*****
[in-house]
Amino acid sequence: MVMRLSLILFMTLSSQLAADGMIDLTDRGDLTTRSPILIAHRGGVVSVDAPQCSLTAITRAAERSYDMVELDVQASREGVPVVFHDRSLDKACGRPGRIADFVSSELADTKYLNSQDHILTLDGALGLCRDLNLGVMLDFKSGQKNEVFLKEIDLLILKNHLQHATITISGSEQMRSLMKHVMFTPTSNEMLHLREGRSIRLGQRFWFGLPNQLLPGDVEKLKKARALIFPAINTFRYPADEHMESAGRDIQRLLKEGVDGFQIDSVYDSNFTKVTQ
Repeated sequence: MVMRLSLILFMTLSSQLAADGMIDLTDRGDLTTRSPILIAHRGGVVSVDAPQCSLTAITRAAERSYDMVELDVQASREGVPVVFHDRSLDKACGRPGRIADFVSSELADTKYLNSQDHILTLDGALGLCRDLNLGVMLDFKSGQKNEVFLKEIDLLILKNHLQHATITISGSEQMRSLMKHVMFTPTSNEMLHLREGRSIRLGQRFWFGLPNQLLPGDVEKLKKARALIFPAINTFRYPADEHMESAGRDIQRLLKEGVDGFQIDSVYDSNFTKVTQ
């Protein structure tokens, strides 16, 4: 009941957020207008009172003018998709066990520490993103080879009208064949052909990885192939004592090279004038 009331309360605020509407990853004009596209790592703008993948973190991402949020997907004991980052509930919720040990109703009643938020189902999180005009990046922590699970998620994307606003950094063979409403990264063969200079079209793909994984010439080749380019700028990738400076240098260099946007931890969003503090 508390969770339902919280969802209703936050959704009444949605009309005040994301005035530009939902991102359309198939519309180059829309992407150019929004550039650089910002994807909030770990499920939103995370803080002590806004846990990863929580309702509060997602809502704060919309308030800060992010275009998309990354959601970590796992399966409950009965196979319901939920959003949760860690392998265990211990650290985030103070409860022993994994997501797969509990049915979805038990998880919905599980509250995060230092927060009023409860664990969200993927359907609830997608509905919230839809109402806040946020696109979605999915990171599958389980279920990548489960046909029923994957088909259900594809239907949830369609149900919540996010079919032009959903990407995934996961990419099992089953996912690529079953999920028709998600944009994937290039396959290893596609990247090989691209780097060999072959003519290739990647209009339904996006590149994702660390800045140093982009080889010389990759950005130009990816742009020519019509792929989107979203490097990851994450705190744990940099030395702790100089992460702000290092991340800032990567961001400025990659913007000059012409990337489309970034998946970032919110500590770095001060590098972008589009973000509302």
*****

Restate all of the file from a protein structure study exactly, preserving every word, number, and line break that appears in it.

[in-house]
Amino acid sequence: MVMRLSLILFMTLSSQLAADGMIDLTDRGDLTTRSPILIAHRGGVVSVDAPQCSLTAITRAAERSYDMVELDVQASREGVPVVFHDRSLDKACGRPGRIADFVSSELADTKYLNSQDHILTLDGALGLCRDLNLGVMLDFKSGQKNEVFLKEIDLLILKNHLQHATITISGSEQMRSLMKHVMFTPTSNEMLHLREGRSIRLGQRFWFGLPNQLLPGDVEKLKKARALIFPAINTFRYPADEHMESAGRDIQRLLKEGVDGFQIDSVYDSNFTKVTQ
Repeated sequence: MVMRLSLILFMTLSSQLAADGMIDLTDRGDLTTRSPILIAHRGGVVSVDAPQCSLTAITRAAERSYDMVELDVQASREGVPVVFHDRSLDKACGRPGRIADFVSSELADTKYLNSQDHILTLDGALGLCRDLNLGVMLDFKSGQKNEVFLKEIDLLILKNHLQHATITISGSEQMRSLMKHVMFTPTSNEMLHLREGRSIRLGQRFWFGLPNQLLPGDVEKLKKARALIFPAINTFRYPADEHMESAGRDIQRLLKEGVDGFQIDSVYDSNFTKVTQ
């Protein structure tokens, strides 16, 4: 009941957020207008009172003018998709066990520490993103080879009208064949052909990885192939004592090279004038 009331309360605020509407990853004009596209790592703008993948973190991402949020997907004991980052509930919720040990109703009643938020189902999180005009990046922590699970998620994307606003950094063979409403990264063969200079079209793909994984010439080749380019700028990738400076240098260099946007931890969003503090 508390969770339902919280969802209703936050959704009444949605009309005040994301005035530009939902991102359309198939519309180059829309992407150019929004550039650089910002994807909030770990499920939103995370803080002590806004846990990863929580309702509060997602809502704060919309308030800060992010275009998309990354959601970590796992399966409950009965196979319901939920959003949760860690392998265990211990650290985030103070409860022993994994997501797969509990049915979805038990998880919905599980509250995060230092927060009023409860664990969200993927359907609830997608509905919230839809109402806040946020696109979605999915990171599958389980279920990548489960046909029923994957088909259900594809239907949830369609149900919540996010079919032009959903990407995934996961990419099992089953996912690529079953999920028709998600944009994937290039396959290893596609990247090989691209780097060999072959003519290739990647209009339904996006590149994702660390800045140093982009080889010389990759950005130009990816742009020519019509792929989107979203490097990851994450705190744990940099030395702790100089992460702000290092991340800032990567961001400025990659913007000059012409990337489309970034998946970032919110500590770095001060590098972008589009973000509302």